ARS Technica recently reported on the theft of significant amount of virtual currency from an online bank. The theft was carried out by the former CEO of the bank and the virtual currency was eventually sold for the very real amount of $5,000.

Some background is helpful. The game involved, Eve Online, is a massively multiplayer game where the player pilots a spaceship in a massive universe. The game distinguishes itself in part by the sheer amount of shenanigans permitted by the game design and the terms of service. Players may cheat, lie, steal, murder, and generally make themselves a menace to civilized space society. The most complex and lucrative heists, such as corporate and bank heists, can require coordination between dozens of players over the course of years. Occasionally, stolen items or goods can amount to serious real money. The TOS attempts to prevent people from cashing in on their ill-gotten gains outside of the game by prohibiting the sale of in game items/currency for real currency.

As the value of stolen goods increases, the likelihood of a victimized user bringing claim for recovery of lost items increases. Indeed, claims to this effect have already been brought in China where micro-transactions have blurred perceptions regarding what constitutes "property", though it is worth noting that theft was not permitted in the games the disputes arose from. In the absence of an elite corps of SPACE PROSECUTORS (similar to space pirates, only they fire lasers by the hour), a company should consider how best to protect themselves from claims brought by the targets of these virtual heists. Changing a game that prides itself on a distinctly free experience is often inadvisable, even if it is the strongest means of protection, due to the risk of alienating the player base. Another solution is a clearly drafted EULA. Some terms to contemplate including:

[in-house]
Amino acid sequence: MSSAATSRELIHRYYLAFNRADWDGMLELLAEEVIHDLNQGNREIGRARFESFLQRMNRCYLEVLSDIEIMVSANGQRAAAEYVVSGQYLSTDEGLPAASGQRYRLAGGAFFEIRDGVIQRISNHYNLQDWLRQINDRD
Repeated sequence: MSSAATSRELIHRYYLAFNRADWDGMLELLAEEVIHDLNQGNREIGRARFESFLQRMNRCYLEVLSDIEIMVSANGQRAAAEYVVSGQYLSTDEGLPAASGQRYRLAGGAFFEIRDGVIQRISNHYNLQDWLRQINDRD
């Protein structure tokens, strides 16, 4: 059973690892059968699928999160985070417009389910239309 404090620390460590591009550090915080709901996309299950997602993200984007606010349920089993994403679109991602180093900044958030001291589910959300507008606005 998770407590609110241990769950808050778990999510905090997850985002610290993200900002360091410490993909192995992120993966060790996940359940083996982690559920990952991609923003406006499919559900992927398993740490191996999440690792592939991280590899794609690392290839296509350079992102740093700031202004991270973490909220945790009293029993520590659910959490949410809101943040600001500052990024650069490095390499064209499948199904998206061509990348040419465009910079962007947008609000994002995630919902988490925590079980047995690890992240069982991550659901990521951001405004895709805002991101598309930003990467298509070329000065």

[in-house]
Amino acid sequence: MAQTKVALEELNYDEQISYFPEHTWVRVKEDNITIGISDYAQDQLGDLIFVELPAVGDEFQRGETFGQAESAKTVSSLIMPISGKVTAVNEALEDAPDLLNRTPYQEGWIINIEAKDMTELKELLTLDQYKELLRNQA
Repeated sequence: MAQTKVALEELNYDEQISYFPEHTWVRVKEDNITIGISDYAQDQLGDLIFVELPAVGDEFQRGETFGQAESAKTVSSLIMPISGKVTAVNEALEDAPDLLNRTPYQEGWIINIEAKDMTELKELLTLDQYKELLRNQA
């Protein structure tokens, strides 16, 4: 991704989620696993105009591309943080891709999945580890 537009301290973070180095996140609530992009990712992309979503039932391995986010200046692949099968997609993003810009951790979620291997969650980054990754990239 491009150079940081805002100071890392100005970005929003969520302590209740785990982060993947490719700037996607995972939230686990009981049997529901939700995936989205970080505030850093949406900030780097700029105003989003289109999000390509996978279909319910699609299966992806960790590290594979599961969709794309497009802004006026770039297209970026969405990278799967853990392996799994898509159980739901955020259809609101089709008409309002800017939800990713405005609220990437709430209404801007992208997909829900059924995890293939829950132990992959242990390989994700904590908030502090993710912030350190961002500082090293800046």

• A clear statement that theft and espionage within the game is permitted under the TOS.
  • A term explicitly disclaiming any player ownership interest to in game items and currency.
  • A limitation on liability that notes that the company is not responsible for lost items, has no obligation to replace items and is under no obligation to investigate the theft of items.
  • A privacy policy that restricts any right for one player to obtain personal information relating to any other player.

In games that emphasize role playing, such as Eve Online, a particularly eloquent solution is to build corruption and vice into the roleplaying experience and counter those behaviors by providing support for player run enforcement mechanisms (such as player courts). Allow players to develop, implement and participate in the system of justice creates an internal balance while simultaneously educating the players on the possibility of virtual crimes. Ultimately, a combination of community management , game design and legal contracts provides a company with the tools to manage player expectations regarding a game, prevent gross excesses under the rules, and minimize the exposure a company may face from claims arising from disgruntled users.